The Jacksonville State University Gamecocks defeat the Panthers of Eastern Illinois 27-20 to claim the Ohio Valley Conference championship and an automatic bid to the NCAA FCS football playoffs. ..Jacksonville State Gamecocks running back Troymaine Pope
AP Photo
October 18, 2015

(STATS) - Just when it appeared North Dakota State had the look of being the true No. 1 in the FCS, the Bison suffered the most stunning loss of the season Saturday against South Dakota.

The 24-21 thriller only heightened the feeling that the 24-team national playoffs will be outstanding following this wide-open regular season.

The postseason is not too far off, either, as the field will be announced five weeks from Sunday on Nov. 22.

Even though the playoffs will decide who finishes No. 1, during the season, the prospect of holding down those bragging rights still matter to those with a stake in it.

While there's debate across the FCS, the list of candidates is dwindling, and NDSU's loss should strengthen Jacksonville State's hold on the top spot in the STATS FCS Top 25 over the likes of Coastal Carolina, Illinois State and James Madison.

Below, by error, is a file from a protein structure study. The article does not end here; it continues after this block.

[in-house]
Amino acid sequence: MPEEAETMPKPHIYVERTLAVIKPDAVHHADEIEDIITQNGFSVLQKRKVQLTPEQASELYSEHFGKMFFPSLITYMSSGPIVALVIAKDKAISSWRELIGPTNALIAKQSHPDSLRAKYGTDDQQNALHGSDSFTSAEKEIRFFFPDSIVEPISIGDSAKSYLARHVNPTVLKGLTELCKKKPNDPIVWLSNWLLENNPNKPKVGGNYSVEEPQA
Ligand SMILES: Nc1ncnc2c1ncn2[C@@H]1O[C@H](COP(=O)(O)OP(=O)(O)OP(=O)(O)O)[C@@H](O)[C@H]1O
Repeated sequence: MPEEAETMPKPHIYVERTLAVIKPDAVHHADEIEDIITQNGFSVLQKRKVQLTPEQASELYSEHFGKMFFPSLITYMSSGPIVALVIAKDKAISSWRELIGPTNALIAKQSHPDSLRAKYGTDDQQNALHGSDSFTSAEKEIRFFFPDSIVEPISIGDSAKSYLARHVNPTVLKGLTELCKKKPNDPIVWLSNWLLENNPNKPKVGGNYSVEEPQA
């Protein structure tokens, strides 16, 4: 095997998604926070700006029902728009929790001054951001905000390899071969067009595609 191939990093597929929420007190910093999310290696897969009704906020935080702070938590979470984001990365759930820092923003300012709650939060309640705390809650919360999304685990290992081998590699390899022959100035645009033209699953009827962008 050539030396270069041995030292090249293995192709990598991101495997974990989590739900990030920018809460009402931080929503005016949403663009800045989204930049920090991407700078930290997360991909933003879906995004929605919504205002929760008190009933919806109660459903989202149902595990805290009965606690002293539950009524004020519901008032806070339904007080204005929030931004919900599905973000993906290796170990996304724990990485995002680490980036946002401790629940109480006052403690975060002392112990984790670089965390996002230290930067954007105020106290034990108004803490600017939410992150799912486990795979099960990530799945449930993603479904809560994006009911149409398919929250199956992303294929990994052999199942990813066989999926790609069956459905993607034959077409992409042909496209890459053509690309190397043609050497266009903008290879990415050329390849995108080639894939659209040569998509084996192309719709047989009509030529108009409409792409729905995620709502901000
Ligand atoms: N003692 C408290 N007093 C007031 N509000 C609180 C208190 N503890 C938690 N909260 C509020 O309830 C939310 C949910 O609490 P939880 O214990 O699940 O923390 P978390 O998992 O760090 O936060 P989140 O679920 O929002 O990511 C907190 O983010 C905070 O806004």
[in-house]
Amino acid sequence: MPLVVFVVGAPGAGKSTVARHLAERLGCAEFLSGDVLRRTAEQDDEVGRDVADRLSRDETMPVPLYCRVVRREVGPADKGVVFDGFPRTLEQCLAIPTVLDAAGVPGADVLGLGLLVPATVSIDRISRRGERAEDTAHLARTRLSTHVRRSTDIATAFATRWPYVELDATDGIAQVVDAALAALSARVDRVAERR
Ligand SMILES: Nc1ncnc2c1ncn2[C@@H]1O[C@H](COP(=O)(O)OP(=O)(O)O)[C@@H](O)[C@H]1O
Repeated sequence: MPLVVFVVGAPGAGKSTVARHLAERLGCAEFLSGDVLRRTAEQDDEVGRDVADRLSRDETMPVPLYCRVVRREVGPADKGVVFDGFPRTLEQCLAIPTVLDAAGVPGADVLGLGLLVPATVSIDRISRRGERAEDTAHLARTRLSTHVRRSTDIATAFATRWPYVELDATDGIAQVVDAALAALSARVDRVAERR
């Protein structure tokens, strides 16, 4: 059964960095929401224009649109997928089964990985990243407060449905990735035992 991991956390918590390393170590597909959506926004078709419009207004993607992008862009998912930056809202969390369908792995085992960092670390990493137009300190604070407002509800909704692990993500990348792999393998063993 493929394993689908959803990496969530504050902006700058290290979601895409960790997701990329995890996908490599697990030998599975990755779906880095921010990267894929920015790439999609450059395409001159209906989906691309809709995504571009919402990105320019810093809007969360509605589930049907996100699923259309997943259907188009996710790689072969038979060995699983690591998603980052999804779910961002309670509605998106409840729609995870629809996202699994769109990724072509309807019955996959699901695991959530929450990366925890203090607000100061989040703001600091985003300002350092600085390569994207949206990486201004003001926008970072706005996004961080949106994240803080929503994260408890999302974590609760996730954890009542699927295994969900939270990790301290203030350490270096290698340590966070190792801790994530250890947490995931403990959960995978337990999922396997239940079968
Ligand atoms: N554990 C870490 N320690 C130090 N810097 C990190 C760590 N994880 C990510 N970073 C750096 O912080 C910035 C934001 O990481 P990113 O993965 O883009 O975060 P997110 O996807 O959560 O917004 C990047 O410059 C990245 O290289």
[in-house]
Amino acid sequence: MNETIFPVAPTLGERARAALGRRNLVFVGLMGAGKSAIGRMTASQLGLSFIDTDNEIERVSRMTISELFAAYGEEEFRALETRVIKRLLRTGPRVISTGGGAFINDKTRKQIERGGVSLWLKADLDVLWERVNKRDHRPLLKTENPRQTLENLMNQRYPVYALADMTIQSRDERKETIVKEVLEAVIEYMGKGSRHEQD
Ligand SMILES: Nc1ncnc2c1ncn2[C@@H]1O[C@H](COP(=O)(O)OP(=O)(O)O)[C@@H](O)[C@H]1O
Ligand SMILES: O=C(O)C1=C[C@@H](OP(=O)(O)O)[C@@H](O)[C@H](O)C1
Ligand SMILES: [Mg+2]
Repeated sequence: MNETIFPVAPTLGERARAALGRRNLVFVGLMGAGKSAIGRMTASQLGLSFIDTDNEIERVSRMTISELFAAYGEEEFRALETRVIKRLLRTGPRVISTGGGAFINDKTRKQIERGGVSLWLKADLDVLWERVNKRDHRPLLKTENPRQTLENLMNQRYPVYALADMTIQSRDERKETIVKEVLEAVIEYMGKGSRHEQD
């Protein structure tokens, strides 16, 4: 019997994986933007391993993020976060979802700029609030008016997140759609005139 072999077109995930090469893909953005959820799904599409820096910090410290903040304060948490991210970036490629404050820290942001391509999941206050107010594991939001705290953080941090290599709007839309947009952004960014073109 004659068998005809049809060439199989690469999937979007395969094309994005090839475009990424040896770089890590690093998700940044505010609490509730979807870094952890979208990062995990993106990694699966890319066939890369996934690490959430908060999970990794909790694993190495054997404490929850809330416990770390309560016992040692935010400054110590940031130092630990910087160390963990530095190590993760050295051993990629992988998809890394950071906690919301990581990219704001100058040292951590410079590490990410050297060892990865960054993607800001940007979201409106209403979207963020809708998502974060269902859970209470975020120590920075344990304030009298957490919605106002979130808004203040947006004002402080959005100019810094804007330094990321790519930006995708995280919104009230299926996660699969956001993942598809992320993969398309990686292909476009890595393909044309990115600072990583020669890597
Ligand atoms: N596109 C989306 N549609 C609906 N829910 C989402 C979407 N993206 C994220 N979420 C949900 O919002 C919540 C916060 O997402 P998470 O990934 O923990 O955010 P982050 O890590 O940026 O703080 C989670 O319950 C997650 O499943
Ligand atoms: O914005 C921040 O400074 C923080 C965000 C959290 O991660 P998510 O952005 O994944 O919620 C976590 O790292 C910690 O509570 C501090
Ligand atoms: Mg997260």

It's all subjective, of course, but results and strength of schedule are the biggest factors, and a strong cross-section of national voters take them into consideration before the release of the rankings each Monday.

The first few weekends of the season were particularly unsettled. An unusually high 10 teams garnered first-place votes after the first full weekend of the season, and when Jacksonville State moved to No. 1 for the first time in program history on Sept. 14, the voting was perhaps as tightly contested as it's ever been.

In last Monday's Top 25, the top five teams, including NDSU, still claimed at least one first-place vote.

Jacksonville State's case for No. 1 has been made with its first two games, a top-10 road win over Chattanooga and an overtime loss at Auburn, which has been followed by four straight pedestrian wins, including 42-13 at Tennessee Tech on Saturday. Another easy win appears on tap against Austin Peay, so the back-to-back matchups against Eastern Kentucky on Oct. 31 and at Eastern Illinois on Nov. 7 will probably be needed to solidify the 5-1 Gamecocks' status, as their Ohio Valley Conference doesn't have a strong history in the playoffs.

Coastal Carolina had a bye this weekend after falling a spot behind NDSU to No. 3. The Chanticleers (6-0) have become one of the more consistent teams in the nation under coach Joe Moglia and their nonconference schedule was pretty solid, including road wins over Furman and South Carolina State and home defeats of Western Illinois and Bryant. Their toughest games ahead are on the road in the Big South against Charleston Southern and Liberty, so they will earn a ton of respect if they run the table, which almost happened last regular season.

Fourth-ranked Illinois State had gradually hit on all cylinders, with tight wins at Eastern Illinois and Youngstown State and at home against Northern Iowa its key results. Add in a 38-2 rout of Missouri State on Saturday and the Redbirds have a piece of first place in the Missouri Valley, the toughest FCS conference.